It’s a philosophy that all the manufacturers should consider. The corporate direction of an F1 team just doesn’t work, as has been demonstrated so often. Mercedes have had it right, although I detect a move towards greater involvement of management in McLaren’s affairs, and FIAT have had the sense to let Ferrari get on with it, until recently, at least. If Toyota and Honda finally get the idea, watch out!

This year has seen some big changes in the teams, with established stars departing and new faces appearing in many places. Looking further ahead, we may actually be witnessing one of those changes of era that come along perhaps once a decade. If BMW continue their drive to the front and McLaren and Ferrari suffer a decline caused by greater interference from their attached manufacturers, the whole shape of the grid could alter over the next few years. Is it possible that the battles of the “two thousand and something teens” will be between BMW and Williams-Toyota? And McLaren seriously embarrassed by the greater success of their B team, Prodrive; perhaps Ferrari in another period of chaos and internal conflict?

There is one thing for sure: change will always happen – it’s the only thing you can depend upon.

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The Most Wanted Man in Formula One

I seem to be saying “I told you so” a lot these days. And, when a rumor gets out that McLaren want Ross Brawn to work for them in 2008, it’s inevitable that I will say it again. It makes sense that they would want his services, if only to deny them to the competition.

Ross

Ross Brawn

One can understand too why Honda should be thinking about making Brawn an offer he can’t refuse, although it is unlikely that he could start soon enough to help them this year. When you’re as far up the creek without a paddle as Honda are, the chance of an outboard motor like Ross must seem very tempting.

Naturally, Ferrari chime in with Brawn’s promise that he’ll consult with them first; their motives may be similar to McLaren’s, however, and I doubt that they will offer the job that Ross wants – to be team boss. Nothing less will persuade him to work outside England again.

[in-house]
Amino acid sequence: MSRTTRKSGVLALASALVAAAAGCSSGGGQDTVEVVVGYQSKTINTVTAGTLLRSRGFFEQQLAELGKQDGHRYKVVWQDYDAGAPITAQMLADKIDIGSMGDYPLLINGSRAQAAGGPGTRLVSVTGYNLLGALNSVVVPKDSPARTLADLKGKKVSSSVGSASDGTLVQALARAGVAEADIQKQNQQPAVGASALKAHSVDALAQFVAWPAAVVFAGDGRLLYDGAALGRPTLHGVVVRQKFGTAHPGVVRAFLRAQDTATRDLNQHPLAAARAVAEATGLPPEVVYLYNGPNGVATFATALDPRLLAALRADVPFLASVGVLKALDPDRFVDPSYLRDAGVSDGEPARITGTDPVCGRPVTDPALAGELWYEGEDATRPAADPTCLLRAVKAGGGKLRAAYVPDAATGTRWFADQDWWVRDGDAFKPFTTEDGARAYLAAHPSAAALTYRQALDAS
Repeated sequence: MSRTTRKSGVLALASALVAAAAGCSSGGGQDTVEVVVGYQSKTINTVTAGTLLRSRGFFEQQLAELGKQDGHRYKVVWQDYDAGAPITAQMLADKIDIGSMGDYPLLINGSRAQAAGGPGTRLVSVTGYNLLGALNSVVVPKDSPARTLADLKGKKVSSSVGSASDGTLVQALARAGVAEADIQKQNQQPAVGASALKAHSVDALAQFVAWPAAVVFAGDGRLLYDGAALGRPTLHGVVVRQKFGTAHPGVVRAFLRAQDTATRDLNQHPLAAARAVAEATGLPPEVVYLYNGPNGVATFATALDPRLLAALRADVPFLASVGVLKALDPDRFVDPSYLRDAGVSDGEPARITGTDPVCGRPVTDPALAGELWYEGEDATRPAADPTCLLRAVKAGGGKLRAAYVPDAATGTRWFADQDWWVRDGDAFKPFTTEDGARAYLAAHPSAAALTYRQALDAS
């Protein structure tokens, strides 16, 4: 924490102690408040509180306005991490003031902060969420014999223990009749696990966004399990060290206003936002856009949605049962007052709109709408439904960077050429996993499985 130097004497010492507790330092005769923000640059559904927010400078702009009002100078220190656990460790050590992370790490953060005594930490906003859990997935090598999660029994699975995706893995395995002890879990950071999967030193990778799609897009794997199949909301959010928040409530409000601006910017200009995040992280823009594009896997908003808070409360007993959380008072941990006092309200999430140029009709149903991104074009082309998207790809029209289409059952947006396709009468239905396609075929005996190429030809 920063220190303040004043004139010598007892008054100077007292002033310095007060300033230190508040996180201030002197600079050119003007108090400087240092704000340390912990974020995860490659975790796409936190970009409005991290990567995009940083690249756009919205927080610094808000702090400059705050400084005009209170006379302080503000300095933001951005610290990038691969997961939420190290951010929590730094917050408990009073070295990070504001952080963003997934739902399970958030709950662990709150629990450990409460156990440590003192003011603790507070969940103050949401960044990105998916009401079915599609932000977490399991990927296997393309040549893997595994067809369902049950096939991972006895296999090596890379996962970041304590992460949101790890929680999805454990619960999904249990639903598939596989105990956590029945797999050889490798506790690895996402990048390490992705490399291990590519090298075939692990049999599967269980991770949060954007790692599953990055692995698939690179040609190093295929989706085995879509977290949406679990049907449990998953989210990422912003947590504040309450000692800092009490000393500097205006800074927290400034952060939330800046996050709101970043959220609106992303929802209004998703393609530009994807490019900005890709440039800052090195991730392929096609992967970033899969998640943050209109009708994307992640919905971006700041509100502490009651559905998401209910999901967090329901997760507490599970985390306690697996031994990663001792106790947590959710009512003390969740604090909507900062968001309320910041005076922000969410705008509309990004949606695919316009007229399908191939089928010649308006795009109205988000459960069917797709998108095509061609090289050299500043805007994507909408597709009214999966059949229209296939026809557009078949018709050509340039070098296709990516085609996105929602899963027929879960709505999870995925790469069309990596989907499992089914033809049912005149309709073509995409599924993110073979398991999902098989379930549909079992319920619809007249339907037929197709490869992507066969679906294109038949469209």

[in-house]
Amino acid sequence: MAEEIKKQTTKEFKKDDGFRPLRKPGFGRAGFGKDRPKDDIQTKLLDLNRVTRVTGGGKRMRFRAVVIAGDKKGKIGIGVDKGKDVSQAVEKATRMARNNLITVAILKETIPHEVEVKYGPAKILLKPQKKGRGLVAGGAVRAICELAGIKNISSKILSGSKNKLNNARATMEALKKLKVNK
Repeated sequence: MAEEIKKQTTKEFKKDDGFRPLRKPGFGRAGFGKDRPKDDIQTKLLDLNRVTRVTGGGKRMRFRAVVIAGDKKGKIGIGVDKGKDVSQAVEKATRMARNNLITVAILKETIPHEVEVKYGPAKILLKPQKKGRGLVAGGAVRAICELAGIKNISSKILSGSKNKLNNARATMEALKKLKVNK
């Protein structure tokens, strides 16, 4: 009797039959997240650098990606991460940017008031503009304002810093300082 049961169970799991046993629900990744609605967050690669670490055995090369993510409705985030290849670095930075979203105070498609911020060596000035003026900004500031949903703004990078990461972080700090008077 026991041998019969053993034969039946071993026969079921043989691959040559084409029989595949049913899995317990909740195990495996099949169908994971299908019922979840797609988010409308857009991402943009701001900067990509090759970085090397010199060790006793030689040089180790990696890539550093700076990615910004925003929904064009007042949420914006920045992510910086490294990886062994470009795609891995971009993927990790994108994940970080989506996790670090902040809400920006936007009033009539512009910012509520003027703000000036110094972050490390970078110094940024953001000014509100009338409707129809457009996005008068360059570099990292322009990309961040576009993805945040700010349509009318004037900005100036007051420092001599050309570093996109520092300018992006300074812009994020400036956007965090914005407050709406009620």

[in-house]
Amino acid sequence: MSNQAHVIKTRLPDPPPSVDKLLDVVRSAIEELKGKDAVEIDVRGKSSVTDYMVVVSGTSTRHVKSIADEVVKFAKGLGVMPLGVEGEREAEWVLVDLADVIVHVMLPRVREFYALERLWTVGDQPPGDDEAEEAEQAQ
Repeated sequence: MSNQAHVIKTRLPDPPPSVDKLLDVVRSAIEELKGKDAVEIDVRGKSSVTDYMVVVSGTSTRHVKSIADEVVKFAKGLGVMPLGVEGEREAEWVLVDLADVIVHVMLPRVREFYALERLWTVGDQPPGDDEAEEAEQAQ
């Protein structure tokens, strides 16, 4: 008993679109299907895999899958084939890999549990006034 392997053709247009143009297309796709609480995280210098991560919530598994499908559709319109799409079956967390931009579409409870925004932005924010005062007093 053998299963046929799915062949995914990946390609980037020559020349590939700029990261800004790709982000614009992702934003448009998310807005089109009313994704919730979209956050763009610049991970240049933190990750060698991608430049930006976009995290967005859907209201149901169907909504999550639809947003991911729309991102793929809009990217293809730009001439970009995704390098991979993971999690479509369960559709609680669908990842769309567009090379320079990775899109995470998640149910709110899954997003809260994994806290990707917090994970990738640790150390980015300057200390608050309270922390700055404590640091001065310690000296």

Although I think McLaren will win Ross over in the end, especially as they are talking in terms of next year rather than this (thereby allowing the man to catch a few fish in the meantime), the Honda offer may be quite tempting to him. No doubt there is a fat paycheck attached but, more importantly, there is a matter of the challenge involved. It’s risky but, if he could turn the team around and make them successful, his reputation would be enhanced even further.

What we tend to forget in all these possibilities is that F1 is a competition between teams. The sport has its stars and it is easy to assume that they would succeed wherever they went; history tells us a different story, however. Ferrari’s success over the last few years was achieved because they built a winning team – each of them had a part to play and did so admirably well. But remove a few from the equation and it begins to fall apart. Already there is muttering about the Malaysian GP and how things would have been different had Michael and Ross been there.

There is no such thing as a magic wand in F1. What is required is a whole bunch of them. Consider how John Barnard was regarded with awe while he was with McLaren yet failed to bring Ferrari success thereafter. And now Red Bull has Adrian Newey – the man who was expected to put them at the front of the grid this year. It hasn’t happened because it takes more than one man to make an F1 team.

Even so, Ross Brawn has much to offer the Honda team. He won’t fix the problems with the car but he could build them a team instead. That is clearly what he wants to do next – hence his determination to be boss at Ferrari or nothing. Nick Fry would have to take a lesser role but hey, if you want the best for the team, sometimes sacrifices have to be made. And, if anyone can knock the team into shape, it would be Ross.

The more I think about it, the more I think Ross has a great opportunity here. Even if he went to Ferrari as team boss, he would have Montezemolo looking over his shoulder; the Honda team would be his alone, however. And what a chance to show how important he was in Ferrari’s success!

He’s not asking me but, if he ever did, I’d have to say, “Go on, Ross, live dangerously. Take the Honda job and show us just how good you really are.”